Nobody spoke.

“How do you know about anything on the decision of the Student Council regarding this petition?” asked Hinagiku, trying to narrow down her question. There was no reason to hide the fact that the Council did discuss on the petition, now that the students had raised this subject.

“They heard it from me,” called a voice behind Hinagiku. She turned around, and she was shocked.

“Aika-san!” cried Hinagiku. “What are you doing?”

“I am trying to let you know that many of the students demand the same justice as this petition,” said Aika, smiling. “It is easily the opinion of the majority of the students, President. As the responsible representative of the voices of the students, I once again suggest you to sign the petition.”

The students around Hinagiku cheered very loudly.

“No!” shouted Hinagiku, very determinedly. “Arresting Silver Red is a wrong move. He is fighting for our people, and for justice! Why would you expect me to observe justice by agreeing to arrest someone who observes justice?”

The students booed.

“What do you know about Silver Red, President?” asked Aika. “He is seen by the public as a criminal and a hypocrite! What do you know about Silver Red which suggests that he is actually a hero?”

“H – he did not cause those damages intentionally!” said Hinagiku weakly, who was fully aware that she could not give any evidence to support her claim. “Surely, he might be a bit reckless, but he was helping those who were in need!”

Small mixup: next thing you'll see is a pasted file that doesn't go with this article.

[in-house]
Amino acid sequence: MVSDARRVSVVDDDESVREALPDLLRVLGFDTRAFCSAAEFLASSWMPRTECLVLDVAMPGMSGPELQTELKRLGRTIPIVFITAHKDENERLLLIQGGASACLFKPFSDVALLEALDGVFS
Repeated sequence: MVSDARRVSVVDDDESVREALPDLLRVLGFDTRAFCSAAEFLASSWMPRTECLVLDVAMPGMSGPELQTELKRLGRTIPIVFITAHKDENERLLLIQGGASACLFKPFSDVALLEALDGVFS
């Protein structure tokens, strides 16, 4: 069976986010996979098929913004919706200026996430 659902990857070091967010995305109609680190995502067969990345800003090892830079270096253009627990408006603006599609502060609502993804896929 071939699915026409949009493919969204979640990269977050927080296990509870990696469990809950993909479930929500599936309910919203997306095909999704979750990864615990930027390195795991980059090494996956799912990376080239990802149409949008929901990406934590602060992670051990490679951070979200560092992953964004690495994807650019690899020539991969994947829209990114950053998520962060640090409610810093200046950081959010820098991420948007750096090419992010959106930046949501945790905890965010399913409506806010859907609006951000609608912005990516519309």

“Do you know Silver Red in person, President?” demanded Aika. “Are you in the position to defend what he has done?”

“No, I do not know him,” answered Hinagiku, desperately trying to think on her feet. “But…”

“If you do not know him and have no defense for him,” said Aika loudly, interrupting Hinagiku, “then please sign the petition! This is the voice of the students at this school!”

“Then they are quite wrong on this!” said Hinagiku stubbornly. She knew that it was stupid, but she also thought that it would be more stupid to support a petition which condemned herself. Suddenly, she had the feeling that she had fallen into a trap, with no hope of escaping no matter how hard she struggled.

The students booed even louder.

“What is wrong here,” said Aika, now grinning, “is that you can no longer effectively represent the students in this school. I suggest new leadership is needed.”

The noise died down. Everybody turned to Aika abegan to realize what was coming.

“I call for a Vote of No Confidence in the leadership of Katsura Hinagiku.”